Guiti News EN 2020: Five Selected Stories
In early 2019, a team of French and exiled journalists created Guiti News, bringing a different perspective to stories and new surrounding migration. This year, we published our first story in English. With that, we have been able to reach more people and places than ever, continuing to challenge the discourse.
As this year comes to a close, we take a look back on some of our stories from 2020. From questioning the status quo and amplifying individual stories to exploring new genres and unchartered territory in culture, Guiti News EN celebrates this past year of alternative perspectives and stories.
We always want to hear from our readership. If you want to share your story or send us a safe signal, get in touch.
Guiti News is challenging the conversation surrounding migration. Guiti brings a unique perspective to these narratives: every piece is created in collaboration of European and exiled journalists and artists.
Text: The English Editorial Team
When does a refugee stop being a refugee?
In this testimonial, Hussein reflects on the stereotypes and societal expectations which he was confronted with after leaving Lebanon and moving to Germany. Challenging the norm, he wonders when society will stop considering him a refugee and grapples with his new, complex identity. For Hussein, this new part of his life also brought upon him a new label which forced him to face the challenges that came with being – or rather, being considered – a refugee.
In our four-part series, Guiti News offered a platform to amplify the voices of not only the Lebanese people, but also migrants living in Lebanon, who witnessed the destruction and destabilizing effects of the Beirut blasts. With each story, from Al-Mahdi to Mosaad, an individual perspective was brought to the mass tragedy. Through each voice, we not only called attention to the disaster, but to the political situation in Lebanon, and most importantly, people’s desires, and hopes for the future.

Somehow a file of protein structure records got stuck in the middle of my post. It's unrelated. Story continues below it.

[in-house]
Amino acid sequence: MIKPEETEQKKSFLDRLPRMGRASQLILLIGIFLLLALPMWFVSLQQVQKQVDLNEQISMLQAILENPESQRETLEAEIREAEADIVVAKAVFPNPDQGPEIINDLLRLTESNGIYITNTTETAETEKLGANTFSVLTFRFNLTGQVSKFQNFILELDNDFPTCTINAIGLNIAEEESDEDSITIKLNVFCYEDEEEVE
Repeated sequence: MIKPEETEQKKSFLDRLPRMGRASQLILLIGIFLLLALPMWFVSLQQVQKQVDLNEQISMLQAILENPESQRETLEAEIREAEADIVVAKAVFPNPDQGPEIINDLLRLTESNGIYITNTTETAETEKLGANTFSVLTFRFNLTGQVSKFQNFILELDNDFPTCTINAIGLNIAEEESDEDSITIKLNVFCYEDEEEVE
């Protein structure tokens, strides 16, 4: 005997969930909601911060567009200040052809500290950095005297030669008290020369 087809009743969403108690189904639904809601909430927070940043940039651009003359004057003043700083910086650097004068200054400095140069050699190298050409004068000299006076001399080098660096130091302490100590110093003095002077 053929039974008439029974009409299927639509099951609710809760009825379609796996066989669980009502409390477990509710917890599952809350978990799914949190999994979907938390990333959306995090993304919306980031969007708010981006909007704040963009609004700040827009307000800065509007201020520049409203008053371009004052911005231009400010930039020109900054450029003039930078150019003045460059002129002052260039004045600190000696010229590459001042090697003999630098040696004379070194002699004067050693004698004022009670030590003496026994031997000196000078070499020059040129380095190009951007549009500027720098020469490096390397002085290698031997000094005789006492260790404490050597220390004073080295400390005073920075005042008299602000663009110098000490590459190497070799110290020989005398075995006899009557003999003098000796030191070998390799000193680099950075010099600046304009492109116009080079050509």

Decolonizing our countries and curriculums
During the height of the Black Lives Matter movement this summer, we spoke to activists, teachers, and students, exploring the importance of each of us re-educating ourselves, whilst challenging the systemic racism in one of the most symbolic learning places of all: schools. We analyzed the lasting colonial influence on current school curriculums and the importance of nurturing the next generation of historically and racially conscious individuals.
Often, for most, the sense of feeling at home is taken for granted. But, feeling homeless in a country that you do not feel is yours, despite having a physical place of residence, can be unsettling and disorientating. We spoke to Elias Matar, Palestinian drama therapist and youth well-being coordinator to explore how art therapy can offer an alternative space to help refugees and migrants get closer to the feeling of Home once again.
Queerness and Exile in Cinema
How many movies can you think of that portray queerness and exile? In our most recent piece, we took a look at three films in contemporary European cinema that meet at the intersection of migrant and queer film. Among them, A Moment in the Reeds which tells the story of Leevi, a Finnish man living in Paris, and of Tarek, a Syrian architect from a Muslim background, who fled homophobia and war to seek asylum in Finland. Such stories challenge and cross borders, capturing untold and previously non-visible stories.